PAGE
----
Though successful and content as an Australian, Shi was drawn back to China in the year 2000, tempted by the incredible entrepreneurial opportunity unfolding there. As one of the 10 richest men in China now, Shi’s story --and the story of Suntech itself -- is pure inspiration to China’s legions of educated expats.

With the help of a little entrepreneurial elbow grease, Suntech Power was founded as a joint venture in cooperation with the city of Wuxi, near Shanghai, in 2001. Local investors ponied up $6 million; in exchange for providing the technology, the expertise and $400,000 worth of personal funds, Dr. Shi maintained a 25% ownership stake.

Things were a struggle at first. Business was good, but costs were high -- and investing in expansion seemed prohibitively expensive. After wrestling with this problem for some time, Dr. Shi had a distinctly Chinese
revelation: Sometimes low-tech is better than high-tech. Chinese labor was so plentiful, he realized, it made sense to forego machine production where human labor would do. The savings generated from “low-cost expansion” gave Suntech the elbowroom and scalability it needed to achieve rapid growth. Eventually, Dr. Shi arranged a buyout of his local investors on generous terms, paving the way for a listing on the NYSE.

There are a number of reasons why Suntech Power is poised to dominate like no other. For one, Suntech’s cost advantages are huge. To summarize, Suntech has the lowest expansion costs, the lowest production costs and the lowest overall costs per watt by far in comparison with its peers. On top of that, Suntech is both profitable and expanding; the company’s revenues and diluted earnings per share have grown steadily over the past year. This is somewhat remarkable in light of the silicon crunch that has severely hampered, and in some cases crippled, various competitors.

In fact, the silicon shortage has played directly into Suntech’s strengths. Armed with the advantage of low production and expansion costs, Suntech was able to purchase silicon aggressively in the spot market -- maintaining growth and profitability simultaneously. Suntech has aggressively expanded market share at a time when less efficient competitors have either fallen back or sustained losses in a frantic effort to keep pace, or both.

In 2006, silicon represented a whopping 80% of Suntech’s cost of goods sold. When the input cost of silicon falls -- as it inevitably must, as a result of new supply and technological advance -- Suntech’s inherent advantage as the low-cost producer will become even more apparent. We should see the beginnings of this in 2007, as Suntech’s material mix shifts from aggressive spot market purchases to longer-term, fixed-rate supply contracts.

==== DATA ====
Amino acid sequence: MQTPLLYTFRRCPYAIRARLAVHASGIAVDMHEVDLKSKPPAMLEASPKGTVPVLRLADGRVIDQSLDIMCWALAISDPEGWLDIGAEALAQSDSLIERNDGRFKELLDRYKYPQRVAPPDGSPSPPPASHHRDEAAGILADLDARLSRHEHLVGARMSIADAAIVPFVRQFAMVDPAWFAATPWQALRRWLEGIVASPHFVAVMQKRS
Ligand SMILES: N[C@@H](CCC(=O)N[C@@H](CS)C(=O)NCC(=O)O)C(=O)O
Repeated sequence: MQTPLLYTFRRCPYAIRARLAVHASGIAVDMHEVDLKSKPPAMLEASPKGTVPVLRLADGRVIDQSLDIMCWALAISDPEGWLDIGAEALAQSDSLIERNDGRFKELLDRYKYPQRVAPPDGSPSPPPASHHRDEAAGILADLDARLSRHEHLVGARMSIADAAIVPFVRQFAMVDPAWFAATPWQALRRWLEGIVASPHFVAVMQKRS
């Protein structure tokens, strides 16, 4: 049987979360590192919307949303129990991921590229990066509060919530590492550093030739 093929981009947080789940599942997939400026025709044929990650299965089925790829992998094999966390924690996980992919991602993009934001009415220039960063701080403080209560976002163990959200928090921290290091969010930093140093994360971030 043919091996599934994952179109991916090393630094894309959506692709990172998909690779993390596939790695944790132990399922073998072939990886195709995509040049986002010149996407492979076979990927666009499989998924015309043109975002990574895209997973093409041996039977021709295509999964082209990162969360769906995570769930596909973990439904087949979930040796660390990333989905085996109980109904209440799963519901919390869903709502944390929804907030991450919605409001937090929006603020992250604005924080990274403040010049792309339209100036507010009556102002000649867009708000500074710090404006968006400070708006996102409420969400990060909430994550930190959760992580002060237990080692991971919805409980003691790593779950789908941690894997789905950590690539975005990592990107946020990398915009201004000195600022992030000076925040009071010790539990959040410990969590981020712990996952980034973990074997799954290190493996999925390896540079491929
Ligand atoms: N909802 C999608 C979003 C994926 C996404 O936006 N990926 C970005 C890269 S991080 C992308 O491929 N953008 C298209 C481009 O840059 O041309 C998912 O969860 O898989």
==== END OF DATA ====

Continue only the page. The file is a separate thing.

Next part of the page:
In his book Running Money, ex-hedge fund manager Andy Kessler talks about the waterfall model of technology investing. The idea of the waterfall is to focus on companies that can scale up exponentially as prices and margins decline. When a company goes from selling 100,000 widgets at $5 each to hundreds of millions of widgets at 50 cents each, that is when fortunes are made.

Suntech Power Holdings is an excellent example of the waterfall in action.
Suntech fully expects the market price of solar panels to fall steadily over time -- just as it should, as technology improves and the industry moves closer to “grid parity.” The good news is that costs should fall even faster… and thus profit margins could expand as the company continues to expand. With a $5 billion market cap, Suntech is already a sizable market player; as the company scales up further, it will enjoy better rates on bulk purchasing and wring more efficiencies from the production process. Nor is Suntech a laggard in the innovation department: the company’s CTO, Stuart Wenham, recently won the World Technology Award for Energy.

And then there’s China itself. Suntech is already a major player in Europe, and recently announced a multiyear contract with SunEdison, the largest solar energy service provider in North America. But for all this, progress in the homeland has been modest so far. This too will change.
China is deeply motivated to make progress on its green initiatives before the 2008 Olympics -- and of course, China’s pressing long-term energy needs are known all too well.

Suntech is unique in being the only pure solar play with the capacity to dwarf its competitors in both scale and profitability. It is already a major player in Europe and a growing presence in the United States. As a Chinese company with local roots and government ties, it is well positioned to ride an explosive wave of future growth at home. And when the relative cost of silicon falls, the company’s low-cost production advantage should become even more apparent in its margins.


#board-4258 TSP Trend Timing: EFA (I), TLT (F), SPY (C), and VXF (S)